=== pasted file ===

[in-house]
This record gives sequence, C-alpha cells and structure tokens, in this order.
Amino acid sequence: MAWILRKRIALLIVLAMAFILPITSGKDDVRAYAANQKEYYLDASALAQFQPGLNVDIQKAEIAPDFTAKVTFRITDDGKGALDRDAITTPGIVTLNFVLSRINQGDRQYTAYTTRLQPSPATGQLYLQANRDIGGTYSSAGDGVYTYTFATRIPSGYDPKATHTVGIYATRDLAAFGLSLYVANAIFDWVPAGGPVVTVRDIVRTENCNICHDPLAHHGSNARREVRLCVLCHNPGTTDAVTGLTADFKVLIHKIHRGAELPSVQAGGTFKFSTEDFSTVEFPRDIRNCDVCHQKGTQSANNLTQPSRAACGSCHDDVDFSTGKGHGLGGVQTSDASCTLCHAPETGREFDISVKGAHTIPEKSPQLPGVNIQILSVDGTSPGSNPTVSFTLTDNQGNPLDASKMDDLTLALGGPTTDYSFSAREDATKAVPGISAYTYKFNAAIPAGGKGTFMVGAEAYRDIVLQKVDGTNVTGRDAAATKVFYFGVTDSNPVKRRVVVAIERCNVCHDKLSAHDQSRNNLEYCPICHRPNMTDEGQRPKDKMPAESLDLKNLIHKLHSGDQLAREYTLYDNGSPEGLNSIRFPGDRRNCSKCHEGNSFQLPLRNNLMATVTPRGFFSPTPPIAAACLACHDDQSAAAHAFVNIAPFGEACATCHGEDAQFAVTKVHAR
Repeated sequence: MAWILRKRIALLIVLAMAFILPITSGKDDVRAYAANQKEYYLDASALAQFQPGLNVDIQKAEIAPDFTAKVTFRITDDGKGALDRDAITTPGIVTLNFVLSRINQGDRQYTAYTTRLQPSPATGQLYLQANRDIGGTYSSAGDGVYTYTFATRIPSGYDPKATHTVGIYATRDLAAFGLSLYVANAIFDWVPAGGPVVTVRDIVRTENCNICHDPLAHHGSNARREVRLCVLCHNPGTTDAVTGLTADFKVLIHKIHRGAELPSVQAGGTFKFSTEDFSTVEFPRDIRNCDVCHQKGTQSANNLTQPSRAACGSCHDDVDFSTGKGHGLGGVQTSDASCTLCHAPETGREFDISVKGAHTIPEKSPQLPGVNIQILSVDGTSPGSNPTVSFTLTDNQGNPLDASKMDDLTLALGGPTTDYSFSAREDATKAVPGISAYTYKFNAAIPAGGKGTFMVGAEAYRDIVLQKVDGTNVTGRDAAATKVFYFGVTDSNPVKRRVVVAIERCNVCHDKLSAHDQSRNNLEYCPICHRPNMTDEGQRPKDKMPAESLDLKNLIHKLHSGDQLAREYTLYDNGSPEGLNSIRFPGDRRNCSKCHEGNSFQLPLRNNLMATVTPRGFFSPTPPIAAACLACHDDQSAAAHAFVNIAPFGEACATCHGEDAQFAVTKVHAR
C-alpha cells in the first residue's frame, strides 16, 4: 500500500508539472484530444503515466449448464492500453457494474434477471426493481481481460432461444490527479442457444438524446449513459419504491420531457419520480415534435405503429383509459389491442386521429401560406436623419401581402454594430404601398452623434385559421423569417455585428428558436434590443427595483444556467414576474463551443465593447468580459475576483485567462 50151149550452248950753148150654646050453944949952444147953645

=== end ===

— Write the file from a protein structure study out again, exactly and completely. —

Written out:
[in-house]
This record gives sequence, C-alpha cells and structure tokens, in this order.
Amino acid sequence: MAWILRKRIALLIVLAMAFILPITSGKDDVRAYAANQKEYYLDASALAQFQPGLNVDIQKAEIAPDFTAKVTFRITDDGKGALDRDAITTPGIVTLNFVLSRINQGDRQYTAYTTRLQPSPATGQLYLQANRDIGGTYSSAGDGVYTYTFATRIPSGYDPKATHTVGIYATRDLAAFGLSLYVANAIFDWVPAGGPVVTVRDIVRTENCNICHDPLAHHGSNARREVRLCVLCHNPGTTDAVTGLTADFKVLIHKIHRGAELPSVQAGGTFKFSTEDFSTVEFPRDIRNCDVCHQKGTQSANNLTQPSRAACGSCHDDVDFSTGKGHGLGGVQTSDASCTLCHAPETGREFDISVKGAHTIPEKSPQLPGVNIQILSVDGTSPGSNPTVSFTLTDNQGNPLDASKMDDLTLALGGPTTDYSFSAREDATKAVPGISAYTYKFNAAIPAGGKGTFMVGAEAYRDIVLQKVDGTNVTGRDAAATKVFYFGVTDSNPVKRRVVVAIERCNVCHDKLSAHDQSRNNLEYCPICHRPNMTDEGQRPKDKMPAESLDLKNLIHKLHSGDQLAREYTLYDNGSPEGLNSIRFPGDRRNCSKCHEGNSFQLPLRNNLMATVTPRGFFSPTPPIAAACLACHDDQSAAAHAFVNIAPFGEACATCHGEDAQFAVTKVHAR
Repeated sequence: MAWILRKRIALLIVLAMAFILPITSGKDDVRAYAANQKEYYLDASALAQFQPGLNVDIQKAEIAPDFTAKVTFRITDDGKGALDRDAITTPGIVTLNFVLSRINQGDRQYTAYTTRLQPSPATGQLYLQANRDIGGTYSSAGDGVYTYTFATRIPSGYDPKATHTVGIYATRDLAAFGLSLYVANAIFDWVPAGGPVVTVRDIVRTENCNICHDPLAHHGSNARREVRLCVLCHNPGTTDAVTGLTADFKVLIHKIHRGAELPSVQAGGTFKFSTEDFSTVEFPRDIRNCDVCHQKGTQSANNLTQPSRAACGSCHDDVDFSTGKGHGLGGVQTSDASCTLCHAPETGREFDISVKGAHTIPEKSPQLPGVNIQILSVDGTSPGSNPTVSFTLTDNQGNPLDASKMDDLTLALGGPTTDYSFSAREDATKAVPGISAYTYKFNAAIPAGGKGTFMVGAEAYRDIVLQKVDGTNVTGRDAAATKVFYFGVTDSNPVKRRVVVAIERCNVCHDKLSAHDQSRNNLEYCPICHRPNMTDEGQRPKDKMPAESLDLKNLIHKLHSGDQLAREYTLYDNGSPEGLNSIRFPGDRRNCSKCHEGNSFQLPLRNNLMATVTPRGFFSPTPPIAAACLACHDDQSAAAHAFVNIAPFGEACATCHGEDAQFAVTKVHAR
C-alpha cells in the first residue's frame, strides 16, 4: 500500500508539472484530444503515466449448464492500453457494474434477471426493481481481460432461444490527479442457444438524446449513459419504491420531457419520480415534435405503429383509459389491442386521429401560406436623419401581402454594430404601398452623434385559421423569417455585428428558436434590443427595483444556467414576474463551443465593447468580459475576483485567462 50151149550452248950753148150654646050453944949952444147953645